In general terms, formwork is a formative boundary in which the concrete is placed and hardens. The type of formwork or the formwork system is selected according to the requirements of the component to be produced.

In general, formwork consists of several components and is separated at least in formwork skin and support structure (commonly called formwork).

Additionally, stiffening constructions, connectors, spacers, etc. may be necessary.

Formworks are differentiated in their materiality (steel, aluminium, wood...) and their type / system.

  • Frame formwork

  • Beam formwork

  • Slab tables

  • Lost formwork

  • Column formwork

  • Special forms

  • Object formwork


The formwork skin is the surface of the formwork that comes into contact with the concrete and contributes significantly to the surface design.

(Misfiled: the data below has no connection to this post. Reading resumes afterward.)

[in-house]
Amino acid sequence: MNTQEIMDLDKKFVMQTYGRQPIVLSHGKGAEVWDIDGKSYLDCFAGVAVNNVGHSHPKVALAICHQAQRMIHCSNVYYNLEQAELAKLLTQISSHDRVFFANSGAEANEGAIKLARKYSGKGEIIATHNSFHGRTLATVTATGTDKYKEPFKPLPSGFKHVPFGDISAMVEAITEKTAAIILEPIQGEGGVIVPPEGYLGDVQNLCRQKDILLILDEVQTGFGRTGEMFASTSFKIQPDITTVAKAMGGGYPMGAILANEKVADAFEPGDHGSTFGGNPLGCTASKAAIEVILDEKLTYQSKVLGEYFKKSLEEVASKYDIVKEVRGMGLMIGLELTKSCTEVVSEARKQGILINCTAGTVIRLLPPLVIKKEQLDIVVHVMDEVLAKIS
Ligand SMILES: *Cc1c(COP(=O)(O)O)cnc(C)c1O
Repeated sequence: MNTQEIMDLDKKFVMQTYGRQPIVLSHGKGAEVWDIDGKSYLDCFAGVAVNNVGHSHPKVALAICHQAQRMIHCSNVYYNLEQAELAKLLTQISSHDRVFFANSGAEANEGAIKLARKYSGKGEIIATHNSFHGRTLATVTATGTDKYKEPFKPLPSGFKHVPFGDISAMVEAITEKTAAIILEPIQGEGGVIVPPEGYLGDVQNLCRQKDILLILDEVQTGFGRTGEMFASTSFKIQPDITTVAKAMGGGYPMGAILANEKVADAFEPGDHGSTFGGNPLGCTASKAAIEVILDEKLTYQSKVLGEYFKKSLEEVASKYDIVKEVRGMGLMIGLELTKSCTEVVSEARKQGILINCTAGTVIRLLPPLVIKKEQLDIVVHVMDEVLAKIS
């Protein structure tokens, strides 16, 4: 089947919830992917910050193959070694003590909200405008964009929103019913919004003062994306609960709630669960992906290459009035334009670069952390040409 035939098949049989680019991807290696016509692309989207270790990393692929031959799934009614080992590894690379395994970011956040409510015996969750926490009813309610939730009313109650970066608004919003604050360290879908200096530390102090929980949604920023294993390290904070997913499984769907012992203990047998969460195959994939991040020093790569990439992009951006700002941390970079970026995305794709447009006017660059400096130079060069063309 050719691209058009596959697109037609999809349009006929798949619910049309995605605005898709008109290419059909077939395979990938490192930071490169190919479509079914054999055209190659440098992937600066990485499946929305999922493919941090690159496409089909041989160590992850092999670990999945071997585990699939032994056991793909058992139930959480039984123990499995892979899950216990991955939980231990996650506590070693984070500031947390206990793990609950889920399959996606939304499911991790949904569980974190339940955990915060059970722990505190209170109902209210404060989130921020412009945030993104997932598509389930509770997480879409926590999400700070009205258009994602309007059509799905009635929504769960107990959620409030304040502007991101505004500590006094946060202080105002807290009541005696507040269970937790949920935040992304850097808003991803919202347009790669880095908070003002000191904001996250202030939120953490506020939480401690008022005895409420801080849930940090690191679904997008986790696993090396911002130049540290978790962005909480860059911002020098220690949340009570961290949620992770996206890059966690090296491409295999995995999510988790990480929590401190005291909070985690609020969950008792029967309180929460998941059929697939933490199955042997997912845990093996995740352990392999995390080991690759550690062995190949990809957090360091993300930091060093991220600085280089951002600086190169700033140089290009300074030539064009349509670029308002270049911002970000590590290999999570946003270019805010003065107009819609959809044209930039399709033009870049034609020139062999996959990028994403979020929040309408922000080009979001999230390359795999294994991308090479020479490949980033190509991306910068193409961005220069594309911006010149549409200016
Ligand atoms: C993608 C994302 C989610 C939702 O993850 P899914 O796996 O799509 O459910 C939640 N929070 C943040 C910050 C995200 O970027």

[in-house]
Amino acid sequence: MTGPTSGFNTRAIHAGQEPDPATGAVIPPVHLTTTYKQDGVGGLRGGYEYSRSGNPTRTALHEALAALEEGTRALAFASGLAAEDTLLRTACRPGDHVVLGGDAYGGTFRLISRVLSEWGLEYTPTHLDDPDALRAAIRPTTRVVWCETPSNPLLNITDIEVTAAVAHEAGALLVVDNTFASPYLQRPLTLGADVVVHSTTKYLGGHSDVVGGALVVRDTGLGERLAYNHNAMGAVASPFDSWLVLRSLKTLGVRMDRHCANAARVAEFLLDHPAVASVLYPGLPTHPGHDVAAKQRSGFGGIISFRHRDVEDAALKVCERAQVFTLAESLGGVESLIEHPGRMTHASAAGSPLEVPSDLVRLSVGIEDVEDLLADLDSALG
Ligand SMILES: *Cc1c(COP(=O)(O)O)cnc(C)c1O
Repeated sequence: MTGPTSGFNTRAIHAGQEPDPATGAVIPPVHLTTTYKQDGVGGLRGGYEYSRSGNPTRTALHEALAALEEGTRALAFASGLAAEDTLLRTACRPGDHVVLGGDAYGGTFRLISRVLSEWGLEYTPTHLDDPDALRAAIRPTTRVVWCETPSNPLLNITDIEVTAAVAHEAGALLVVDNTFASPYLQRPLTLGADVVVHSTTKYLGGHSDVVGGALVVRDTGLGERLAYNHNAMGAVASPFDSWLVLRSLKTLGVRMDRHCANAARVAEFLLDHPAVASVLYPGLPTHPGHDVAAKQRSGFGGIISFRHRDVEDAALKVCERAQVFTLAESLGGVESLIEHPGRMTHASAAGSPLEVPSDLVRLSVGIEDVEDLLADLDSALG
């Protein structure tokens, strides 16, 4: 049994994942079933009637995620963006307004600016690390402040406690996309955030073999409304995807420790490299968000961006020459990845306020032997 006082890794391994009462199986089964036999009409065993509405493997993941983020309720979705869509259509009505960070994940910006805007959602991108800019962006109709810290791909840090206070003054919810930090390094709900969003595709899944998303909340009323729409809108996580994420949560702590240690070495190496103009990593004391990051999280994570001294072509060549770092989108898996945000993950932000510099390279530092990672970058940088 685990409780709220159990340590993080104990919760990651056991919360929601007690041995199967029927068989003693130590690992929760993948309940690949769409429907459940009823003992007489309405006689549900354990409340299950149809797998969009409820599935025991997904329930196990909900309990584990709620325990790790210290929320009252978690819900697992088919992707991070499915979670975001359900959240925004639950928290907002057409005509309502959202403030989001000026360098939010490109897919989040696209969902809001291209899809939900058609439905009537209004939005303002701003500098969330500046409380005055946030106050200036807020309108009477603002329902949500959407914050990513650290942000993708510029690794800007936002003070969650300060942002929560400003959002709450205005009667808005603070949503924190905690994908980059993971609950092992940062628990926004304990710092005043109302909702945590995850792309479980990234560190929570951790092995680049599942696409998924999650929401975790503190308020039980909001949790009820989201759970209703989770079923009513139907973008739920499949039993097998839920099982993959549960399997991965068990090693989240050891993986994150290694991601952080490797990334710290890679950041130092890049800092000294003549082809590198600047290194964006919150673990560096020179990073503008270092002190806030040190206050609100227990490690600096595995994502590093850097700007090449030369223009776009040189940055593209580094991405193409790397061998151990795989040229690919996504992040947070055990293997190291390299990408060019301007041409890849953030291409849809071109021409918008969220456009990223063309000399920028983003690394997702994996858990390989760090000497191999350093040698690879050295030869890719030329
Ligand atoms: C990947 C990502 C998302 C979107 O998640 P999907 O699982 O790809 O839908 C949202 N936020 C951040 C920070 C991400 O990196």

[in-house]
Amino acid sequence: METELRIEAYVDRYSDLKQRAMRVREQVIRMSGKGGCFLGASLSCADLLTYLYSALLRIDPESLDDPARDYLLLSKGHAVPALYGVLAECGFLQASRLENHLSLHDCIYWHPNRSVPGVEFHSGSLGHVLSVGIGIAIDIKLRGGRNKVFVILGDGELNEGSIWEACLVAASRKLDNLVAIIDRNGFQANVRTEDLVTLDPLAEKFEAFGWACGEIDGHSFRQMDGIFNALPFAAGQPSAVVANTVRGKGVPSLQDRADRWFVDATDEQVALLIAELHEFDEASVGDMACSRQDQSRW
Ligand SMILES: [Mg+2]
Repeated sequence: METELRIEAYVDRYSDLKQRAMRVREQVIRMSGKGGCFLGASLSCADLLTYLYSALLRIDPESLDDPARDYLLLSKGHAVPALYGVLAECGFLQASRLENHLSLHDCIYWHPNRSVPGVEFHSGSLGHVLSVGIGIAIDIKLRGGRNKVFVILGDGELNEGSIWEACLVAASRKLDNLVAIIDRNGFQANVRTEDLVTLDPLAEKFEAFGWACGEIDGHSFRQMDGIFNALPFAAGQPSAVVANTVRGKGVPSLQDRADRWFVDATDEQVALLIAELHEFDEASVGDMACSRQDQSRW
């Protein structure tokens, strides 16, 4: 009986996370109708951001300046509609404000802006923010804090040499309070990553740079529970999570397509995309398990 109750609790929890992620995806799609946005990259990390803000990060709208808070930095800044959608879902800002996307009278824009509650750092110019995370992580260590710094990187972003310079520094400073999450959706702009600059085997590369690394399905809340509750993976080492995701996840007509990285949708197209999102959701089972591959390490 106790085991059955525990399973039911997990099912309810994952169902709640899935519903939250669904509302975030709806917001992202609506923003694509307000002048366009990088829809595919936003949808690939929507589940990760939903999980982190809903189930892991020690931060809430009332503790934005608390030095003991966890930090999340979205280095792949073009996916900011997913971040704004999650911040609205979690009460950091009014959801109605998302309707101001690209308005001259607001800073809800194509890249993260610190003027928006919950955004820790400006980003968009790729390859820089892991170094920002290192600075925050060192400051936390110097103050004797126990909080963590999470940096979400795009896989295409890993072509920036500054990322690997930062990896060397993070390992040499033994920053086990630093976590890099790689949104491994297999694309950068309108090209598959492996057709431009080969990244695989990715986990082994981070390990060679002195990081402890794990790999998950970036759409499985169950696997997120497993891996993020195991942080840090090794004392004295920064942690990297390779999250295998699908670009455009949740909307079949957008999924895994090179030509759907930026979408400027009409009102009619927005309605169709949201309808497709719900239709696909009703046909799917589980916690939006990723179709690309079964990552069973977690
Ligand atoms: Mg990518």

By definition, a draining effect of the formwork skin allows surfaces free of pores and voids to be achieved.


The frame imprint is the image of the formwork elements and their joints in the concrete surface. This can be prevented/reduced e.g. by the use of matrices. The joint pattern of adaptive fair-faced concrete matrices, which in this case can be described as the formwork skin, does not have to correspond to the element joints.


Porosity is defined as the maximum percentage of pores per surface. The test is carried out using test surfaces with a size of 50 x 50 cm. The percentage of pores is compared with "approximate" specifications, whereby a slight excess is possible.

Small openings of 1-15mm are designated as pores.